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Friday, May 4, 2018

Post Title Would Go Here If I had a Good Title for This Post

Here's an idea I want to try: figure out everything I have control over. Everything for which I am the "decision maker." For an adult, this means discretionary spending, what color socks to wear, what to eat, how to spend free time. For a full professor, it also means allocation of effort on different projects, where I want to focus my attention.

This is what we might call the sphere of personal control or autonomy.  The first revelation I am having is that freedom means that I am the decision maker, not someone else, so freedom and control are the same thing in this sphere.

Having a lot of it is good, but then again it is also more difficult because everything must be decided. The next step would be to exercise optimal choices within this sphere.

You might find that there are constraints that operate within what should be the sphere of personal autonomy.  Suppose you fear wearing colorful socks because people will ridicule you. Also, you would prefer to wear $2,000 suits but there are economic constraints. Autonomy is never absolute.

Then there are cases where you can't really control what you eat, though that should be within that sphere. Or you are addicted to opioids. Then that indicates a problem. Any discrepancy in what is ideally autonomous indicates a level of dysfunction. I can choose to skip a crossword puzzle, or decide that I want to never skip one. If I skip one and feel huge anxiety, then I am addicted.

[This exercise leaves out the things that are not under your sphere of autonomy, ever.  For example, other people's private sphere of autonomy.  We're just not worrying about that right now.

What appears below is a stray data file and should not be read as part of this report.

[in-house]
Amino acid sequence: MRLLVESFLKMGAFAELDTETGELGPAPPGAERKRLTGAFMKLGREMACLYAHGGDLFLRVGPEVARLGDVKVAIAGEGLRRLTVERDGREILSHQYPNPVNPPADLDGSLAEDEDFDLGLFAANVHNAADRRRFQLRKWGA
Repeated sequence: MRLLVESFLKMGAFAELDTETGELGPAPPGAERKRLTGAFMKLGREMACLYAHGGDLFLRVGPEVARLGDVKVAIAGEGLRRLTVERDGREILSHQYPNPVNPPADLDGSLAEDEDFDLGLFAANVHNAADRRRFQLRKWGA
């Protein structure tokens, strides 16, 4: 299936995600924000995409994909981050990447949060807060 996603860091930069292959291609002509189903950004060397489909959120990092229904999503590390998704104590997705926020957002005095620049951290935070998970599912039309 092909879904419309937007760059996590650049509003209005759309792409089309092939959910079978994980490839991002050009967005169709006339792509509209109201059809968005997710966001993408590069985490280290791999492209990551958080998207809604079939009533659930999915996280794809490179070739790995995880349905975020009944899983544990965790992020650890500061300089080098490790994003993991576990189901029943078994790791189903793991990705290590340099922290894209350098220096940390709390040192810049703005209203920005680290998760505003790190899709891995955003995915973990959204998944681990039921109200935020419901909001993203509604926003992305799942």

It also leaves out things from a relationship that impinge on autonomy.  In a healthy relationship, you should still have hobbies that the other person has no say about, things you can go off and do alone without worrying about it.]

What I have discovered, then, is that I do have great personal autonomy, but I haven't quite learned to use it optimally. A lot of the anxiety I have is about how to use time, energy, and money.

The first exercise might be to choose something over which to exercise control over in a week. Start with something easy (for you).  See how difficult or easy it actually turns out to be.  Look for the points of tension.

1 comment:

Anonymous said...

All right, I'll play. I've been doing dishes once a day, but now I will do them after every meal. This, I know, has a ripple effect.

I tend to say what works is to start with what's hard, i.e. what is basic. As in: becoming aware of a limiting gestalt and doing nothing conscious to change it, not asking so much of oneself, but simply aiming to notice it. Always doing the dishes will be the figure of such awareness, the Zen practice to parallel and foment it.